Someone tweeted recently about making great progress on a creative project on which he was working when he suddenly hit a creative block. His experience prompted me to tweet in reply that sometimes a creative project is “done” even though outside project management indicators (i.e., the deadline, the completeness of expected deliverables for the creative project, etc.) suggest otherwise.

Multiple Ways to Be Done

When you are working intensely on completing a creative project, it is easy to block out anything other than the deadline and the steps you have identified you need to complete to measure your progress.

If that is the case though, you may miss that despite the fact that even though the calendar deadline and the steps for project completion have not synced up, your creative effort is effectively done.

As a recovering perfectionist, I have become particularly attuned to my own and others’ incessant tinkering on a project that could clearly be considered done. It’s the “just can’t leave it alone” syndrome in project management which sometimes leads to improvements on a project, but can just as easily translate into wasted time that you could apply to a new creative effort, if you were just willing to move on to something else.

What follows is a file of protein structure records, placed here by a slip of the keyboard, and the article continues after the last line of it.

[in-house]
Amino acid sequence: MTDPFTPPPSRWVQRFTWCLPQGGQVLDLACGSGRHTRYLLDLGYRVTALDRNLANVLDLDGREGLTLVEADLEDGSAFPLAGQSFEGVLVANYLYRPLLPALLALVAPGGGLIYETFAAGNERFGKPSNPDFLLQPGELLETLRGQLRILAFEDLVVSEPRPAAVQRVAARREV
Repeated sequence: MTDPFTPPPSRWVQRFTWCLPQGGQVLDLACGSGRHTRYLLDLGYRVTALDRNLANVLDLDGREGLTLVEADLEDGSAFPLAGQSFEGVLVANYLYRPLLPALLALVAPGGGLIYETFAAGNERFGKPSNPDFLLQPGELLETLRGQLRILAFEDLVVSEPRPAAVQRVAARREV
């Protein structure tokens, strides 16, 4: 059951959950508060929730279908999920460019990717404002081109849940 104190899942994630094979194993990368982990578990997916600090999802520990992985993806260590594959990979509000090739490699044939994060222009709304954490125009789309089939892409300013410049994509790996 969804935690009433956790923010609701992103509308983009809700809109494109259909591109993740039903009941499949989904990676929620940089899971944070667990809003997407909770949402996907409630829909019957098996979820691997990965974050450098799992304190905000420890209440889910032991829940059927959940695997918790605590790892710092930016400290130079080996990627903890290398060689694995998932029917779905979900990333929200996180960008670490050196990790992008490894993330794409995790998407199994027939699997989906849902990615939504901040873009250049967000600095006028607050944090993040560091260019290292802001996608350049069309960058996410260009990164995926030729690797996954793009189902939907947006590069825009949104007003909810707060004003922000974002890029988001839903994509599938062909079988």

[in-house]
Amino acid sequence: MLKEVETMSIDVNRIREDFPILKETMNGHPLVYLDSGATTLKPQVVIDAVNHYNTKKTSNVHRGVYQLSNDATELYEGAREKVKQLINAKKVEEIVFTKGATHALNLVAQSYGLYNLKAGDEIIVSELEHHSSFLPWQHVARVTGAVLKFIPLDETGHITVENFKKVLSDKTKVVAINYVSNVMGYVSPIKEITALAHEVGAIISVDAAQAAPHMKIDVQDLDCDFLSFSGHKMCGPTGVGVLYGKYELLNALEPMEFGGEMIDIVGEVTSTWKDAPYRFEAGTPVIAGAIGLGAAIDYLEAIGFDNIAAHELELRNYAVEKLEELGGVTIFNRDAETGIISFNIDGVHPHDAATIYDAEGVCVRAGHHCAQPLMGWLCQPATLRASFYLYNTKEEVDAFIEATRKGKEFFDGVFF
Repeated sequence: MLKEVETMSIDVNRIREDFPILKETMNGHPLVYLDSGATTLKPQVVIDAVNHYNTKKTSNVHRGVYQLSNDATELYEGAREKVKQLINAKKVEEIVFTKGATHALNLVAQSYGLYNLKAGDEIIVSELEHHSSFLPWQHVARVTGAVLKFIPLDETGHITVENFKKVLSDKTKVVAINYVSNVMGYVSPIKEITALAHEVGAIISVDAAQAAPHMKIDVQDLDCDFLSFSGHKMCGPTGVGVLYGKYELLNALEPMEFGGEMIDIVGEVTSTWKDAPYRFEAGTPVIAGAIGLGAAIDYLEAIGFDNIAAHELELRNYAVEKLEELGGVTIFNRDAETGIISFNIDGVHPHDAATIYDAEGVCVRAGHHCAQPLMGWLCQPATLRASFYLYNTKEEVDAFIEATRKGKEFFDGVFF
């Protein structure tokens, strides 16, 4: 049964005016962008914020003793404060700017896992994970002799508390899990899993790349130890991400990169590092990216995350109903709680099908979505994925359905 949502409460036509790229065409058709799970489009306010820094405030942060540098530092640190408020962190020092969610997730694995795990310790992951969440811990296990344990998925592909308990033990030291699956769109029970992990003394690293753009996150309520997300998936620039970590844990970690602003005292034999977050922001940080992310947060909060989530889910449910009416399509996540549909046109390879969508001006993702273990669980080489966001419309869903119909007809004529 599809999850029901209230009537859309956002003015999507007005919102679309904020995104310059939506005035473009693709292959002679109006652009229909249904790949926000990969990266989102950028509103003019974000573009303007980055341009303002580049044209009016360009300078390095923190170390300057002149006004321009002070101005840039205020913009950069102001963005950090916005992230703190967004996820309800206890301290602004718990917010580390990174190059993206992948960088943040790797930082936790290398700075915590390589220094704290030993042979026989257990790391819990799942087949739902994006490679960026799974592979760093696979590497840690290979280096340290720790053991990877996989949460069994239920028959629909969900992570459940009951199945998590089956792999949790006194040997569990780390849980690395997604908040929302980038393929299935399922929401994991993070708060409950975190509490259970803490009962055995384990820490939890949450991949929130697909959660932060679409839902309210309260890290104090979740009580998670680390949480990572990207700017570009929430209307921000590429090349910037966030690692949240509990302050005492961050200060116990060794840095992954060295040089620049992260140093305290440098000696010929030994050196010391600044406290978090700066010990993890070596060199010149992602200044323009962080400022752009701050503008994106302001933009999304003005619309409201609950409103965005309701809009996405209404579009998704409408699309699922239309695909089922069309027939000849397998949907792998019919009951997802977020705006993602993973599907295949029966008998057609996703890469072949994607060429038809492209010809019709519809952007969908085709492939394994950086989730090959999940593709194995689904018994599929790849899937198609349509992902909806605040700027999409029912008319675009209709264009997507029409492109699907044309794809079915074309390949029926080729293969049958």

8 Signs a Creative Project Is Done

The Twitter exchange got me thinking about these eight project management tips to suggest where a project is “done” even though the calendar and your perceptions of the level of completion suggest it isn’t done:

  • You bit a creative block and can’t advance the creative effort any further –even if the calendar says it isn’t done yet.
  • The strategic direction for the project from management has changed to a new path.
  • Your support team has mentally quit on you and/or the effort.
  • Your options in continuing to work on the project are worse than your options from stopping work.
  • A stakeholder tells you he/she is happy with its completion and outcome.
  • Everybody has gone home - physically, mentally, or virtually.
  • You have run out of time to complete it and can’t negotiate for any more time.
  • Others view the effort as a success, even if you don't quite yet.

These were the first eight I wrote down; surely there are more than this.

What Signals to You a Creative Effort Is Done?

Do you wrestle with the ability to back away from a creative project that’s effectively done? When does this remain a project management challenge for you, and what project management tips do you use to stop torturing yourself for a level of completion no one is expecting? – Mike Brown


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